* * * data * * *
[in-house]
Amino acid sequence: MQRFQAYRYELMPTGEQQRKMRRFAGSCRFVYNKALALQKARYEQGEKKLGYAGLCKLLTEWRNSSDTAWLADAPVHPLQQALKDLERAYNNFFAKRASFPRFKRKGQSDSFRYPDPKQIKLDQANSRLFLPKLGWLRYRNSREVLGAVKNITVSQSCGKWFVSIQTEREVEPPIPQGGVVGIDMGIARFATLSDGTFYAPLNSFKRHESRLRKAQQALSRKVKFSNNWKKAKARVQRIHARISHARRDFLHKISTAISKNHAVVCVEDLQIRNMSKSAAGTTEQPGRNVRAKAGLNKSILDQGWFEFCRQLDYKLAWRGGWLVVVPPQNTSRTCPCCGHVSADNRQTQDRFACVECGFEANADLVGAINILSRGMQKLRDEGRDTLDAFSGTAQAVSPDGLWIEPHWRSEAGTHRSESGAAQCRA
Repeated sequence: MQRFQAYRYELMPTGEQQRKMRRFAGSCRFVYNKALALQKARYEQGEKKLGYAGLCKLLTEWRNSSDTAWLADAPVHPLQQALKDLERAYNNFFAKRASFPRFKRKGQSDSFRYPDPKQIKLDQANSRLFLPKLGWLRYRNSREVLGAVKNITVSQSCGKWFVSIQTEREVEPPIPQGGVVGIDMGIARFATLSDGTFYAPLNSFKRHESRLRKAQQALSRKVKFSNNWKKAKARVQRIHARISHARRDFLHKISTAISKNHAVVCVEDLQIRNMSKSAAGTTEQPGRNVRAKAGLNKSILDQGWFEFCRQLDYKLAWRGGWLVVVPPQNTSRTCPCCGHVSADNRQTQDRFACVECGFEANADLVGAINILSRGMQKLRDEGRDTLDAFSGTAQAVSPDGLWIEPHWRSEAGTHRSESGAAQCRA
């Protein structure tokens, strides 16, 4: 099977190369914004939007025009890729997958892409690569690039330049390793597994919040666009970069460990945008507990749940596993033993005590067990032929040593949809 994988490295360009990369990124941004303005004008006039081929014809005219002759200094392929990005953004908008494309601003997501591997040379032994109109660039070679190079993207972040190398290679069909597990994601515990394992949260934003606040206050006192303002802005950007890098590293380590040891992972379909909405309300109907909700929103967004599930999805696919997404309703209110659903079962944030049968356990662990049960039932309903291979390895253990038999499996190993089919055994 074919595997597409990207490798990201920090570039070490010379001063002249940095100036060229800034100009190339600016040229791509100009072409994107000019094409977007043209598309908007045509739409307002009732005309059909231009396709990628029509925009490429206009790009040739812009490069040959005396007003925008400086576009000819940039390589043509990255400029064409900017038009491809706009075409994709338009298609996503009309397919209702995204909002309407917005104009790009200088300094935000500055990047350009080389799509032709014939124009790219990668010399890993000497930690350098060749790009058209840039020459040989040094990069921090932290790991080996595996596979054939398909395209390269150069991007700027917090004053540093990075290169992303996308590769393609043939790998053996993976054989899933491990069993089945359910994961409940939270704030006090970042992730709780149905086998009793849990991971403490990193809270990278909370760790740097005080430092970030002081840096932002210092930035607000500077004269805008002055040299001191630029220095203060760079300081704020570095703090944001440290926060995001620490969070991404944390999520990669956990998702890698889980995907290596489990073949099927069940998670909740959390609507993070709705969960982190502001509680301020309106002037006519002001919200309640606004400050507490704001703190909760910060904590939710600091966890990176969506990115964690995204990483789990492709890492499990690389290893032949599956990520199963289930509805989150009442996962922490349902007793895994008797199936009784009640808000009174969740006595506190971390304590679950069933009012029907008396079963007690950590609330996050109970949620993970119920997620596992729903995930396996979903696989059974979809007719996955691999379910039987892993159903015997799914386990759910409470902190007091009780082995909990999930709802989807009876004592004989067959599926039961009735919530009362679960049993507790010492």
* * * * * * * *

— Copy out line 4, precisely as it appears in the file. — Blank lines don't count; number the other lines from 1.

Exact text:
């Protein structure tokens, strides 16, 4: 099977190369914004939007025009890729997958892409690569690039330049390793597994919040666009970069460990945008507990749940596993033993005590067990032929040593949809 994988490295360009990369990124941004303005004008006039081929014809005219002759200094392929990005953004908008494309601003997501591997040379032994109109660039070679190079993207972040190398290679069909597990994601515990394992949260934003606040206050006192303002802005950007890098590293380590040891992972379909909405309300109907909700929103967004599930999805696919997404309703209110659903079962944030049968356990662990049960039932309903291979390895253990038999499996190993089919055994 074919595997597409990207490798990201920090570039070490010379001063002249940095100036060229800034100009190339600016040229791509100009072409994107000019094409977007043209598309908007045509739409307002009732005309059909231009396709990628029509925009490429206009790009040739812009490069040959005396007003925008400086576009000819940039390589043509990255400029064409900017038009491809706009075409994709338009298609996503009309397919209702995204909002309407917005104009790009200088300094935000500055990047350009080389799509032709014939124009790219990668010399890993000497930690350098060749790009058209840039020459040989040094990069921090932290790991080996595996596979054939398909395209390269150069991007700027917090004053540093990075290169992303996308590769393609043939790998053996993976054989899933491990069993089945359910994961409940939270704030006090970042992730709780149905086998009793849990991971403490990193809270990278909370760790740097005080430092970030002081840096932002210092930035607000500077004269805008002055040299001191630029220095203060760079300081704020570095703090944001440290926060995001620490969070991404944390999520990669956990998702890698889980995907290596489990073949099927069940998670909740959390609507993070709705969960982190502001509680301020309106002037006519002001919200309640606004400050507490704001703190909760910060904590939710600091966890990176969506990115964690995204990483789990492709890492499990690389290893032949599956990520199963289930509805989150009442996962922490349902007793895994008797199936009784009640808000009174969740006595506190971390304590679950069933009012029907008396079963007690950590609330996050109970949620993970119920997620596992729903995930396996979903696989059974979809007719996955691999379910039987892993159903015997799914386990759910409470902190007091009780082995909990999930709802989807009876004592004989067959599926039961009735919530009362679960049993507790010492």